Foot washing -Huh?

#1

I’ve been asked to get my feet washed next Thursday. This was a bolt from the blue and I accepted as I couldn’t think of an excuse. So what actually happens? Where should I look whilst he is touching my foot? Is it both feet or one foot? Does he wash it with soap? What about sock fluff? Will he or the Deacon do it? When do I take off my shoe?

This is obviously a time to pin my suffering to the Cross and stop obsessing with my vanity but… I’ve got myself in a tizz already and booked a pedicure.

Thoughts, please?

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#2

Just read that there is kissing involved.
There surely isn’t kissing of the feet involved. How could someone who has dedicated his life to God kiss my (who has failed miserably at Easter, this year) feet.

It makes me feel funny.

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#3

That is the whole point. The action mimics Jesus washing the feet of his apostles.
It is an example of “servant leadership”.

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#4

John 13:8 - Peter said to him, ‘You shall never wash my feet!’ Jesus answered him, ‘If I do not wash you, you will have no place with me.’

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#5

That’s kind of the point. Christ himself washed the feet of mortal people, who were sinners like you. And Jesus was obviously incomparably more holy than your priest, who while I’m sure he’s a good man, is also a sinner like you.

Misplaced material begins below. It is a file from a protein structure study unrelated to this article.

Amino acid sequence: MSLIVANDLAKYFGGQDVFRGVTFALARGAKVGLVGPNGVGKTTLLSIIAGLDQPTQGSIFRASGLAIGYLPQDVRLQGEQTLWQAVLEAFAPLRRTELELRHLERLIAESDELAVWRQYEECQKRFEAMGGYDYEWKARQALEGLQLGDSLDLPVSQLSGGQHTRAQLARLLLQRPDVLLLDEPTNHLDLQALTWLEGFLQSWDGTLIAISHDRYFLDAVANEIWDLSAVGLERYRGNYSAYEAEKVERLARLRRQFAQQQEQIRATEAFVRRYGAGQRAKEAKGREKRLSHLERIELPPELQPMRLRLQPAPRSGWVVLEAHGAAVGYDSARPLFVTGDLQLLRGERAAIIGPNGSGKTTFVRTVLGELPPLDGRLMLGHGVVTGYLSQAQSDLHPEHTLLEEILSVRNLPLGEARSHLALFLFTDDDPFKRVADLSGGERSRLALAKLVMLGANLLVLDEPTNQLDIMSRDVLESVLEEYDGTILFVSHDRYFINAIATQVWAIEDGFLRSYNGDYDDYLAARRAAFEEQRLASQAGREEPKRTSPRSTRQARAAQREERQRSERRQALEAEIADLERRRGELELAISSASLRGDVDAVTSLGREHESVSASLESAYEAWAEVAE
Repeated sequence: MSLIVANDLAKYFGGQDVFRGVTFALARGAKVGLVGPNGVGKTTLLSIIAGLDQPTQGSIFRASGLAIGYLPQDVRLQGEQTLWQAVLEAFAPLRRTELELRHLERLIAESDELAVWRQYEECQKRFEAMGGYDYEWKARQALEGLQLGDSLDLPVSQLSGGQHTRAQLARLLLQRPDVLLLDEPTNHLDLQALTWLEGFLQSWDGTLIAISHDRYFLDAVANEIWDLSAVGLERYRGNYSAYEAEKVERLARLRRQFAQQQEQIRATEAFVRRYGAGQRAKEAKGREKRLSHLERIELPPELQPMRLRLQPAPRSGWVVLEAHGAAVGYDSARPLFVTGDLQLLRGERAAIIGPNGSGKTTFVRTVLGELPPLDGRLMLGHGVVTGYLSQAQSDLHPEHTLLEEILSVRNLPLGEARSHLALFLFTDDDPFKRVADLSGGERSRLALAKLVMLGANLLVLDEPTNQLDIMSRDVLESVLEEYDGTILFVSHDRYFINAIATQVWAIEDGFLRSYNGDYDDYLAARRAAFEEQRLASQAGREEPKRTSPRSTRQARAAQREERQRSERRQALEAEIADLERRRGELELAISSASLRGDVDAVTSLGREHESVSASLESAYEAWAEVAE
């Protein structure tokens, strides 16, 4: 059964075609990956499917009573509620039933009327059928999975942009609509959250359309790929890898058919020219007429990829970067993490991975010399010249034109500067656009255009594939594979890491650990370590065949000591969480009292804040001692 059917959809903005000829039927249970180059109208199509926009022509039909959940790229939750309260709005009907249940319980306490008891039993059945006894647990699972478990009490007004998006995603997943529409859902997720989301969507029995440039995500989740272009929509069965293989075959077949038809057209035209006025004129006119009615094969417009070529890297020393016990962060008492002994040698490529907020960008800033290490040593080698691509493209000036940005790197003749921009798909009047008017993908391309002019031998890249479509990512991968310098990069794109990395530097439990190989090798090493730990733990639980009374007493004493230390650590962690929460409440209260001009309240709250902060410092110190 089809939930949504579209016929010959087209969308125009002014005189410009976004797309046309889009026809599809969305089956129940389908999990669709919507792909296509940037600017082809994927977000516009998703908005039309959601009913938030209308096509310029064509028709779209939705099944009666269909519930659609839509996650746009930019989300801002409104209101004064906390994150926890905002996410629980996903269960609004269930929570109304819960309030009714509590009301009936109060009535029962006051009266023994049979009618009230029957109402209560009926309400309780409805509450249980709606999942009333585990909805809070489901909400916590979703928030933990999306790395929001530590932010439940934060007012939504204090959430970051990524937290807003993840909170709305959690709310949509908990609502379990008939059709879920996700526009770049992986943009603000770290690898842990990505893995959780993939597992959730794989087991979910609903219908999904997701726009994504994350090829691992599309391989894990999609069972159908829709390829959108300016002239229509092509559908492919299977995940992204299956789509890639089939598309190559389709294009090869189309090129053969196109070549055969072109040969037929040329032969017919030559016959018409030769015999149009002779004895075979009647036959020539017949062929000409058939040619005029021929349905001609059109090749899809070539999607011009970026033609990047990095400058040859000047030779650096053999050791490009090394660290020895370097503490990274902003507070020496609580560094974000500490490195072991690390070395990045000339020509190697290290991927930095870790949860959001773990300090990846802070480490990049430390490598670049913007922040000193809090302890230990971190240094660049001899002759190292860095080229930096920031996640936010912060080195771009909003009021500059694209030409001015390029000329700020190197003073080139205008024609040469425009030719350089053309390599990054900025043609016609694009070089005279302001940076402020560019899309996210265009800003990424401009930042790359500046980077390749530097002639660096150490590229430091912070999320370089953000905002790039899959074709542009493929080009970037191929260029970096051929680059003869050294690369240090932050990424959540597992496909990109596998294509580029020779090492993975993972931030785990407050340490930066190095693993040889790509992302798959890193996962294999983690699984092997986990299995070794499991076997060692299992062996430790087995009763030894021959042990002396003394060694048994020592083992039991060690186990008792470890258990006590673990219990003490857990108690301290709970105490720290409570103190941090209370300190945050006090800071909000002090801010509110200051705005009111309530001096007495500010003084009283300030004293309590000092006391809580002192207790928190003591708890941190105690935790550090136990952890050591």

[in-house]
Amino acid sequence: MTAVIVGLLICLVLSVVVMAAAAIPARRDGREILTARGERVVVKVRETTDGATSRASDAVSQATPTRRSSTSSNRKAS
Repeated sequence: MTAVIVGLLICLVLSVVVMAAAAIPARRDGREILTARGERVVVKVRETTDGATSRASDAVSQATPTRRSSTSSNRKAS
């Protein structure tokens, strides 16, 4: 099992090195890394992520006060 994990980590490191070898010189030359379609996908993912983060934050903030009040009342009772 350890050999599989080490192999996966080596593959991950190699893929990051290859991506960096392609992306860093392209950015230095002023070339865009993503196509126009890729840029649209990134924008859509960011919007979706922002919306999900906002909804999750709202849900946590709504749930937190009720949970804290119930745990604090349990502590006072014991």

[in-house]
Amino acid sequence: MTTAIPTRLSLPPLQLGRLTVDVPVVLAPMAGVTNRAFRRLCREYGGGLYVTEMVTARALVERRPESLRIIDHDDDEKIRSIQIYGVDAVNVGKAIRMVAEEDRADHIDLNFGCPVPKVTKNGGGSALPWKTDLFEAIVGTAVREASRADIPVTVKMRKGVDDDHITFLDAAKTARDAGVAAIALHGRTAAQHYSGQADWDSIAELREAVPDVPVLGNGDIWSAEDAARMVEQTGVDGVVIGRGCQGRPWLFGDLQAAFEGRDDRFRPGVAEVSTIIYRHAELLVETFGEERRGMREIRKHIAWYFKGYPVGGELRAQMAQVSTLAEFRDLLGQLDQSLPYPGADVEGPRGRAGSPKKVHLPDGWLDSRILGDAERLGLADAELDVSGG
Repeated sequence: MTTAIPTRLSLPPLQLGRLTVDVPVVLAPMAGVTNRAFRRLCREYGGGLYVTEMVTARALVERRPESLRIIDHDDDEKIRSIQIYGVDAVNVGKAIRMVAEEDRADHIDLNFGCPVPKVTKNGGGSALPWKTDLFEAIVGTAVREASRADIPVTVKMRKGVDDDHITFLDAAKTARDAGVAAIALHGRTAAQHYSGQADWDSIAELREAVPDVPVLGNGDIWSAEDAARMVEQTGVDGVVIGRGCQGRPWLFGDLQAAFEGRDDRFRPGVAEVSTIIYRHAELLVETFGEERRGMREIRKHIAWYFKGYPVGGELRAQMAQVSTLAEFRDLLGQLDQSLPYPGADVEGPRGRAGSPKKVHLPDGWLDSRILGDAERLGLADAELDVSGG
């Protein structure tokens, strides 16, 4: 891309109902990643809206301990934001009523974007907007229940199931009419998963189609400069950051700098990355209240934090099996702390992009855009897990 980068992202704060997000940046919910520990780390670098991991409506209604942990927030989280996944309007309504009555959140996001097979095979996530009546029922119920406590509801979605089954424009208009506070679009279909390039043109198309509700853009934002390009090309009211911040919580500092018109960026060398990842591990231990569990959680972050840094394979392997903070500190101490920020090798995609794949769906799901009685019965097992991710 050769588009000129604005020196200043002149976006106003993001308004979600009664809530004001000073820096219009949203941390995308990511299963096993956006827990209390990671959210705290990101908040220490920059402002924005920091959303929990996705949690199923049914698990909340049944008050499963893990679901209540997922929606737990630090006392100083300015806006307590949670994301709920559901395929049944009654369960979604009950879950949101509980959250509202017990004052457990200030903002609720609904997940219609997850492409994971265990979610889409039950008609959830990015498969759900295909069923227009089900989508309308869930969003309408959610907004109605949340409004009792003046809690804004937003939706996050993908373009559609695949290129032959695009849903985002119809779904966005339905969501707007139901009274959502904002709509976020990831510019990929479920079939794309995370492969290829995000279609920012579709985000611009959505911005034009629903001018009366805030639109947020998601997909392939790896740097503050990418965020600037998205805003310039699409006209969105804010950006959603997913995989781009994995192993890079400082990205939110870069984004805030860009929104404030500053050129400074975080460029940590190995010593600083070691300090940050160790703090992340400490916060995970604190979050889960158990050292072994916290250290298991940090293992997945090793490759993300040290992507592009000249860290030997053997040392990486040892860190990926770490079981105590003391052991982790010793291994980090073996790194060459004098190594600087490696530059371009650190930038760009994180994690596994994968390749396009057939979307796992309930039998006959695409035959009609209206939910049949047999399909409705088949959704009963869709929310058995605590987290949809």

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#6

If you are not comfortable, simply call the office and decline. It does not make one “Judas” to be uncomfortable.

Every priest/parish tends to have a different way of doing this. The average is one foot, simply warm water and dried with a towel. Some priests will kiss the foot, most don’t.

There will be a coordinator who tells you what to do.

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#7

I was privileged to have my feet washed twice on Holy Thursday, two years in a row, in the parish where I was living at the time. We were given full instructions ahead of time, including what kind of sandals to wear. If they haven’t told you already, ask. And on the day, make sure you arrive well ahead of time!

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#8

Hubby and older son have both done it. Here a bench is brought up in front of the Sanctuary, a bowl is placed underneath, small amount of water is poured from a pitcher, one foot is done, foot is dried with a towel done by the Priest. Father talks to the men as he goes along and he blesses them when done. Very simple very moving. Usually the choir sings while this is done. We only have the men do this. If 12 eligible men can’t be found they have 6.

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#9

For maximum authenticity, first walk around all day on some dusty dirt roads with just sandals on :+1:

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#10